Football might not be quiiiite as stat-obsessed as baseball, but fans still can spend endless hours recalling the minutiae of a game played 25 years ago on an unusually cold Sunday in December.
Can you even call yourself a fan if you don’t know your gridiron trivia? Let’s line up on the 20 and get ready to play.
1. If you think American football can see some brutal hits, you should have seen it in the 1900s, when games featured phalanxes of brutish players locking arms and running full force at each other wearing only the padding their mothers gave them. Players not only were routinely injured, some were killed. After Stanford and Cal both replaced their football programs with rugby, the gentler sport, and other colleges threatened to do the same, one man stepped forward to save football, bringing college officials together and setting some stricter rules against maiming and killing opponents. Who was this man?
a) Knute Rockne
b) Vince Lombardi
c) Teddy Roosevelt
d) Harvard president Charles Eliot
2. Kezar Stadium in Golden Gate Park was the San Francisco 49ers’ first home. The Oakland Raiders also played its first four games there. But before pro football anointed the field, high school football games were played there, including one memorable one in 1928 between cross-town rivals, San Francisco Polytechnic and Lowell. What put this game in the record books?
a) The game never officially ended. Fog swept onto the field, making it impossible for players and referees to see what was going on. After five hours, the game was suspended, but never completed.
b) It saw the highest attendance for a high school game ever, with 50,000 in the stands.
c) It was the first high school night game played under newly installed lights.
d) The game was called after 17 overtimes failed to break the 7-7 tie.
3. What did Minnesota Vikings defensive lineman James Lawrence Marshall do in a 1964 game with the Niners that immortalized him?
a) After recovering a fumble, a confused Marshall ran 66 yards the wrong way and scored a safety for the Niners.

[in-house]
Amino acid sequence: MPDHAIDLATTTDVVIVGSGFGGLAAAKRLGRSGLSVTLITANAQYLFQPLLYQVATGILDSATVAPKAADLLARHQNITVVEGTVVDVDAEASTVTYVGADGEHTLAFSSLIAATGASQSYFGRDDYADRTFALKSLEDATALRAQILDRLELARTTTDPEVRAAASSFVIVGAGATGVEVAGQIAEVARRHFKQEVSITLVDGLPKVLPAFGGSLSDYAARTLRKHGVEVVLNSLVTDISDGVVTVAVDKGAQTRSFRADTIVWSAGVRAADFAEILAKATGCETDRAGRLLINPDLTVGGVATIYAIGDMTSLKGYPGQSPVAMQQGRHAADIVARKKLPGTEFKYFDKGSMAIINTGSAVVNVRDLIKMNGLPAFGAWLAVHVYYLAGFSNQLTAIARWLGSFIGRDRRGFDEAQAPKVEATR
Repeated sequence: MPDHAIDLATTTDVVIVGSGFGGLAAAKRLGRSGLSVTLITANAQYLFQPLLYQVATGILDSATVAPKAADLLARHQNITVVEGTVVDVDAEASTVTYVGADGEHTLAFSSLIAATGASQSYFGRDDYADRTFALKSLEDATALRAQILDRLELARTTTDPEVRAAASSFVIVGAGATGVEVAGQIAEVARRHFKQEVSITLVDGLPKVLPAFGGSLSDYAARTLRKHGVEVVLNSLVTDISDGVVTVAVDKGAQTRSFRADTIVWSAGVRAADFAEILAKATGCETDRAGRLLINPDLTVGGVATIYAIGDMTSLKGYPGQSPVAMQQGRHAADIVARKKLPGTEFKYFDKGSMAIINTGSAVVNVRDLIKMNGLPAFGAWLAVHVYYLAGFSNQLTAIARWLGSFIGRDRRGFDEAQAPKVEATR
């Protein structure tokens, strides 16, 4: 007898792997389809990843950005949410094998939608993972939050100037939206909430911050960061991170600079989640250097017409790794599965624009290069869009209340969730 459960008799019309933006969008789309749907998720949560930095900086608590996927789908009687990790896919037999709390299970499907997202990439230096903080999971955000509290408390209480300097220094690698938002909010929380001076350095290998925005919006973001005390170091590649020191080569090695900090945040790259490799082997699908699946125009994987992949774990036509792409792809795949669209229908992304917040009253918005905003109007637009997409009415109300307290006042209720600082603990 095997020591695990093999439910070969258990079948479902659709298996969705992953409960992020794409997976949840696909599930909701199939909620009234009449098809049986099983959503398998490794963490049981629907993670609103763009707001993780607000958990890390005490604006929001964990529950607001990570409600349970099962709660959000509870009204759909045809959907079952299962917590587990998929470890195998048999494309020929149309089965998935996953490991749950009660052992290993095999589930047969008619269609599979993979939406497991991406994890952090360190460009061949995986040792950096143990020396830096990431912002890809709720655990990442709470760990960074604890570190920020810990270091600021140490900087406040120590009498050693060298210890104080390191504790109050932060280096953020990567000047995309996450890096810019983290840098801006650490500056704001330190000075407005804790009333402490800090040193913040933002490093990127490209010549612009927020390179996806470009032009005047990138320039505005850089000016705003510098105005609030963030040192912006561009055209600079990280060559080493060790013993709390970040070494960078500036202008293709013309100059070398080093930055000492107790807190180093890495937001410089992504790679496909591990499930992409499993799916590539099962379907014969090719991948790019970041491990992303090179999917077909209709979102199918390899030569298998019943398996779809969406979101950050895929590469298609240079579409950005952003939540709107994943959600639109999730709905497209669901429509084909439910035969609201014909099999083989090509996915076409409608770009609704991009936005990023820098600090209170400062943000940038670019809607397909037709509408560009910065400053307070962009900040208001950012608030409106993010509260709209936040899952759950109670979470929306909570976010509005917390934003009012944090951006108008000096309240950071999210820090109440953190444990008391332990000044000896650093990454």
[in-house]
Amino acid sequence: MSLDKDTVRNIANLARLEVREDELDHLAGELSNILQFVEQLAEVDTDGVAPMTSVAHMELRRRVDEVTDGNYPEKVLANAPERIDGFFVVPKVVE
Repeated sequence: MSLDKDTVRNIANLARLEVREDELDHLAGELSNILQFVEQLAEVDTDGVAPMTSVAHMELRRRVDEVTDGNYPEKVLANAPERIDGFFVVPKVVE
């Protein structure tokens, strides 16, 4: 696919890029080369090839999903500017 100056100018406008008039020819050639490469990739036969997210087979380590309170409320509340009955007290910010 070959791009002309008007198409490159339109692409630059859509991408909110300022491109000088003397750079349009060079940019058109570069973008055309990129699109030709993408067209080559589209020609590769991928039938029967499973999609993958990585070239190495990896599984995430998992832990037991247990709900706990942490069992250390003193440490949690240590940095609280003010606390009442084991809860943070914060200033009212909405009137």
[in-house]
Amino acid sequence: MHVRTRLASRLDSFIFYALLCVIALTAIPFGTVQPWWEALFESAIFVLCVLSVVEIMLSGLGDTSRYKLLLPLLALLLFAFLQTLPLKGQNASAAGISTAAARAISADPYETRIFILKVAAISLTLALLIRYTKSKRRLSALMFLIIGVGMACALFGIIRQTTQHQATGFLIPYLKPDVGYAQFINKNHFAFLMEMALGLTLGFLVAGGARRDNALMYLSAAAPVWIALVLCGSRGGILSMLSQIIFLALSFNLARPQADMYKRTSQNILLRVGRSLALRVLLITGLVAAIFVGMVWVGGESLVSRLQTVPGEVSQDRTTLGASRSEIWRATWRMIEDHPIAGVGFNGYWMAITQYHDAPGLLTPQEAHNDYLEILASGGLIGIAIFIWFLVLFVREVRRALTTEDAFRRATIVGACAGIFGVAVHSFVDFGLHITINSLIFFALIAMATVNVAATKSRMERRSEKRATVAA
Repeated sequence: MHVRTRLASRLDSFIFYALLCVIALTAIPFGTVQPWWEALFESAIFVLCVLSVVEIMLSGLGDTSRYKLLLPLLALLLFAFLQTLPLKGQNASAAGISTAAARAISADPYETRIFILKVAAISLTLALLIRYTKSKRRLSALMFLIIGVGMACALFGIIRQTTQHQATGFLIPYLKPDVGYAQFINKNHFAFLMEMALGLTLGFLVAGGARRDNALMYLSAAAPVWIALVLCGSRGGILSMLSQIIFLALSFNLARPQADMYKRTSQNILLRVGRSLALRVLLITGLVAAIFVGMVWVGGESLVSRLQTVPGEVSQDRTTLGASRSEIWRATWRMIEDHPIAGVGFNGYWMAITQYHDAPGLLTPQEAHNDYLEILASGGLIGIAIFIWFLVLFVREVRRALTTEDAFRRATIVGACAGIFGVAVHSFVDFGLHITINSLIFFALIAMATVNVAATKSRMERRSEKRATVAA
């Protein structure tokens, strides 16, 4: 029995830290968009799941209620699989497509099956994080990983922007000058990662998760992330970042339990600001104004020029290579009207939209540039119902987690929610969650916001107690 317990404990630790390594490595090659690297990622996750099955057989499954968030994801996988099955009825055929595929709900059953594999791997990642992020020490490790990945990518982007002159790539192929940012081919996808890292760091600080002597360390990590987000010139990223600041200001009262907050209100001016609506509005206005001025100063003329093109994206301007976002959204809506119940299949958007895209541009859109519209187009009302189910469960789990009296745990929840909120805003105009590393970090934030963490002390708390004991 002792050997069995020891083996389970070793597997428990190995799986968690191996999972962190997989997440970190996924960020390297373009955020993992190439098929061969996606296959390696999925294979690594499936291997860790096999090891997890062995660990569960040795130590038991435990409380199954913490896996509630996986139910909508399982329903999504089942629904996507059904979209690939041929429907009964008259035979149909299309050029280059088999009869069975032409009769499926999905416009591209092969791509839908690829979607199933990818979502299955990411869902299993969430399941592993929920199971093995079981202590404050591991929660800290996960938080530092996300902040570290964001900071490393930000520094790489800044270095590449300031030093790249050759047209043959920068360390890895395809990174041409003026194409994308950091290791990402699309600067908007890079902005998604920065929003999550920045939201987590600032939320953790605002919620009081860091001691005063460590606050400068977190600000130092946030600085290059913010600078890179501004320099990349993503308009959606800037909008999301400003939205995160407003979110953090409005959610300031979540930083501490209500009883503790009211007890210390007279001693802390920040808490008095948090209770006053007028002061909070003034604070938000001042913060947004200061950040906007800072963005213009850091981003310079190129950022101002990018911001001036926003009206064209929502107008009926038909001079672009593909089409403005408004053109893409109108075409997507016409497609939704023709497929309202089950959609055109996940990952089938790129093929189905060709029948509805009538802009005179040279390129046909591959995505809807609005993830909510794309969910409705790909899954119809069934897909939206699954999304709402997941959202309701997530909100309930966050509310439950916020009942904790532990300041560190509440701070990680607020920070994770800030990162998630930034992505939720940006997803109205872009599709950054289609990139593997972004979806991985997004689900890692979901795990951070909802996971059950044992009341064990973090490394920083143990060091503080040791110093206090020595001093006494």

b) He left at halftime with one of the cheerleaders and announced days later he was giving up football.
c) When a bad case of flu swept through the Vikings locker room, it was left short of available players. Marshall became the first player to play both defense and offense in the same game and kick a field goal.
d) He asked to be traded to the Niners in the middle of the game.
4. The National Football League is often referred to as the No Fun League, and there’s good reason for that. The sport has a lot of rules, and some are rather obscure. Take the one concerning the coin toss that makes it possible for a team to lose the flip if they do what?
a) Fail to call the flip — the prerogative of the visiting team — and supply the ceremonial coin.
b) Don’t line up on the field in time.
c) Argue the call.
d) Don’t show proper respect to the referees.
1. c) Teddy Roosevelt saved football, for which we are all grateful. Roosevelt appreciated the intensity of the game, but when 19 players died and 137 were injured in 1905, colleges began dropping the sport, including Stanford and Cal, deciding rugby was less violent. Harvard president Charles Eliot warned that Harvard could be next, prompting Roosevelt to step in, promising in a letter to a friend that he hoped to “minimize the danger” without making it “too ladylike.”
2. b) The 1928 game between San Francisco Polytechnic and Lowell saw the highest attendance for a high school game ever, with 50,000 in attendance.
3. a) After recovering a fumble, a confused Vikings’ defensive end James Lawrence Marshall ran 66 yards the wrong way and scored a safety for the Niners.
4. b) Failing to have players line up at midfield for the coin flip to start the game or for overtime can cause the team to lose the coin toss.